Daylight Saving Time Around the World
Daylight saving time, also called “summer time,” is the practice of advancing clocks forward by one hour in the spring to gain additional daylight during the early evening. In the fall, clocks are again turned back an hour. In the Southern Hemisphere, where summer arrives in what we in the Northern Hemisphere consider the winter months, DST is observed from late October to late March.
About 70 countries around the world observe daylight saving time in some form. Most countries near the equator don't deviate from standard time.
The United States
The U.S. federal law that established “daylight time” does not require its observance. Arizona, Hawaii, and the territories of Puerto Rico, Virgin Islands, and American Samoa do not use DST. These areas receive so much sun throughout the year that gaining another hour of sunlight in the summertime is not seen as a benefit.
Until April 2005, when Indiana passed a law agreeing to observe daylight saving time, the Hoosier state had its own unique and complex time system. Not only is the state split between two time zones, but until recently, only some parts of the state observed daylight saving time while the majority did not. Under the old system, 77 of the state's 92 counties were in the Eastern time zone but did not change to daylight time in April. Instead they remained on standard time all year. That is, except for two counties near Cincinnati, Ohio, and Louisville, Ky., which did use daylight time. But the counties in the northwest corner of the state (near Chicago) and the southwestern tip (near Evansville), which are in the central time zone, used both standard and daylight time.
The battle between the old system and DST was contentious and hard-won. Bills proposing DST had failed more than two dozen times before it squeaked through the state legislature in April 2005. In April 2006, Indiana joined 47 other states in observing DST for the first time.
|Spring dates to remember:||Fall dates to remember:|
|11 March 2012||4 November 2012|
|10 March 2013||3 November 2013|
|9 March 2014||2 November 2014|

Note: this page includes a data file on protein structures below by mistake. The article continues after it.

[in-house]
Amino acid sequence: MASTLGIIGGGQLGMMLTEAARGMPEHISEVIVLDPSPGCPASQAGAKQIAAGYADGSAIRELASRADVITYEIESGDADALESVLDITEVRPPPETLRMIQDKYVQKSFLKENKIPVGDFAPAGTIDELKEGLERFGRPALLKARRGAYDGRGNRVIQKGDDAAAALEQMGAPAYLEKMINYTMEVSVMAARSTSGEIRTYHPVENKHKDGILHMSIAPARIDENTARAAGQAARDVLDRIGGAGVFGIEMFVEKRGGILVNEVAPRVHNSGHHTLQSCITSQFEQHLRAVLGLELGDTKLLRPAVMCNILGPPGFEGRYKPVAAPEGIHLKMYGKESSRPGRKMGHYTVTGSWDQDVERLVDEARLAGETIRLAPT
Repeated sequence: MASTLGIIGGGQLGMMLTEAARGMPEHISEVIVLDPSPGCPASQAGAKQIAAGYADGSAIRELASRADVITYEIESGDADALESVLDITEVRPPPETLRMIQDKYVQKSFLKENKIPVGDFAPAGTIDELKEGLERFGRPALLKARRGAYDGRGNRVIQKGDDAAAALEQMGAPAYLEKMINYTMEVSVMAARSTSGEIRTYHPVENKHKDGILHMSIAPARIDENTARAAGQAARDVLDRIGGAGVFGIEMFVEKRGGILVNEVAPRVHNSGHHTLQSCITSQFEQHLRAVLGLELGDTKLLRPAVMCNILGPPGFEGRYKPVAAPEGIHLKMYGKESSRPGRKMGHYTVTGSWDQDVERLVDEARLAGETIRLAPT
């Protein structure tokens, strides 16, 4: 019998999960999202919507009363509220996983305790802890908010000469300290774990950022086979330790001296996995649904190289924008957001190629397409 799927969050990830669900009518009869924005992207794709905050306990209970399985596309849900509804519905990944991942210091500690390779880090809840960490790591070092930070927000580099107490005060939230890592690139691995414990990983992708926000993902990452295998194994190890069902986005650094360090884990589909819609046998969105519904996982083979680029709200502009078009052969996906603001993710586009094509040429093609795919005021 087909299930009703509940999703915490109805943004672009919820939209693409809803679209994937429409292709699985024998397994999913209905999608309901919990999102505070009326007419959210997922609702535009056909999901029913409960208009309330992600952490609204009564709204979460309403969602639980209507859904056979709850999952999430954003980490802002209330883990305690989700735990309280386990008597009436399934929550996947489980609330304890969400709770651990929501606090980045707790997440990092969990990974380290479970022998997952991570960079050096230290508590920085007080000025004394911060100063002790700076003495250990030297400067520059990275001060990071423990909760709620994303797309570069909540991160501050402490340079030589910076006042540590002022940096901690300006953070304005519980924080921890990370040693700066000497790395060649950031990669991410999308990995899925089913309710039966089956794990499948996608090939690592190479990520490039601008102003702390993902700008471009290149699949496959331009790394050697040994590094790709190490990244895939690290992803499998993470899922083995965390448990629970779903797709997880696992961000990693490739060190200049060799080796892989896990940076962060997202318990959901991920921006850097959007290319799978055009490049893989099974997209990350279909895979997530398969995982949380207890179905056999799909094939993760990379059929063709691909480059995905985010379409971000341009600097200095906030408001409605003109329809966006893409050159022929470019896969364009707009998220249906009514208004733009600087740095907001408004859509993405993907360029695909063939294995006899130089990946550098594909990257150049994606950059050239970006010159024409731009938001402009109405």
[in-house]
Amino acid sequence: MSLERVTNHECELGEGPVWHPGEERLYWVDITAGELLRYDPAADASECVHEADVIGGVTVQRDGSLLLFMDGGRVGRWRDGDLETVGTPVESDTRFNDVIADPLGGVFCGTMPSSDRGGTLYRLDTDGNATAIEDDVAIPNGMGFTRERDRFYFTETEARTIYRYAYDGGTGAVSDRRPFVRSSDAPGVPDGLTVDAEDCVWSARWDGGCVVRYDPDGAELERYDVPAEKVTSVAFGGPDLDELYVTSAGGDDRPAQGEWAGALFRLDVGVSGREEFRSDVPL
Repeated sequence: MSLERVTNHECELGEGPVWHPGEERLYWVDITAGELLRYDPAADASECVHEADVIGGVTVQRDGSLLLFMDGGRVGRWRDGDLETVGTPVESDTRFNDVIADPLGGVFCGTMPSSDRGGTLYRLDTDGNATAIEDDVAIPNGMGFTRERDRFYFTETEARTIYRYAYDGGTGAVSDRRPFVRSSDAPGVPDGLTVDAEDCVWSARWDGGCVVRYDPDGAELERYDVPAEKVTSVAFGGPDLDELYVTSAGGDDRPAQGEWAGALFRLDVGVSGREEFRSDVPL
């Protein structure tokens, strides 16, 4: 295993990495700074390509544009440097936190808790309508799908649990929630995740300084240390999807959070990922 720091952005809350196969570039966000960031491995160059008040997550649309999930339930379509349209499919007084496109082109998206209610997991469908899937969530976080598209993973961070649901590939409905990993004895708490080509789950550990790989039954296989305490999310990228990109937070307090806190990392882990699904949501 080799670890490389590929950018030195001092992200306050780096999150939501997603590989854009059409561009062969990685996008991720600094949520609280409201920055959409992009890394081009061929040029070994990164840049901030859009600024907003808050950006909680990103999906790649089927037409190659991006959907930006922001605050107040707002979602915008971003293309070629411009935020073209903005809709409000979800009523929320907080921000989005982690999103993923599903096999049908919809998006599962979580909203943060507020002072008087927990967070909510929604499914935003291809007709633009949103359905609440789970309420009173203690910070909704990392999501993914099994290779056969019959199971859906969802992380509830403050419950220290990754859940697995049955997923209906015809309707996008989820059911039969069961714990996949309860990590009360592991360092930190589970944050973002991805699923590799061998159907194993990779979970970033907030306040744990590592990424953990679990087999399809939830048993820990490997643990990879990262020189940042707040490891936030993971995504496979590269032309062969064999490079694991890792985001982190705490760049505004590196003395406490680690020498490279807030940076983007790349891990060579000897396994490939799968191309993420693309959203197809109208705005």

|10 March 2015||3 November 2015|
Most of Canada uses DST. Some exceptions include the majority of Saskatchewan and parts of northeastern British Columbia. In the fall of 2005, Manitoba and Ontario announced that like the United States, they would extend daylight time starting in 2007. The attorney general of Ontario commented that “it is important to maintain Ontario's competitive advantage by coordinating time changes with our major trading partner, and harmonizing our financial, industrial, transportation, and communications links.” Most other provinces have indicated that they will follow suit.
It wasn't until 1996 that Mexico adopted DST. Now all three Mexican time zones are on the same schedule as the United States.
Also in 1996, members of the European Union agreed to observe a “summertime period” from the last Sunday in March to the last Sunday in October.
Three large regions in Australia do not participate in DST. Western Australia, the Northern Territory, and Queensland stay on standard time all year. The remaining south-central and southeastern sections of the continent (which is where Sydney and Melbourne are found) make the switch. This results in both vertical and horizontal time zones Down Under during the summer months.
China, which spans five time zones, uses only one. The entire country is always eight hours ahead of Universal Time and it does not observe DST.
In Japan, DST was implemented after World War II by the U.S. occupation. In 1952 it was abandoned because of strong opposition by Japanese farmers.
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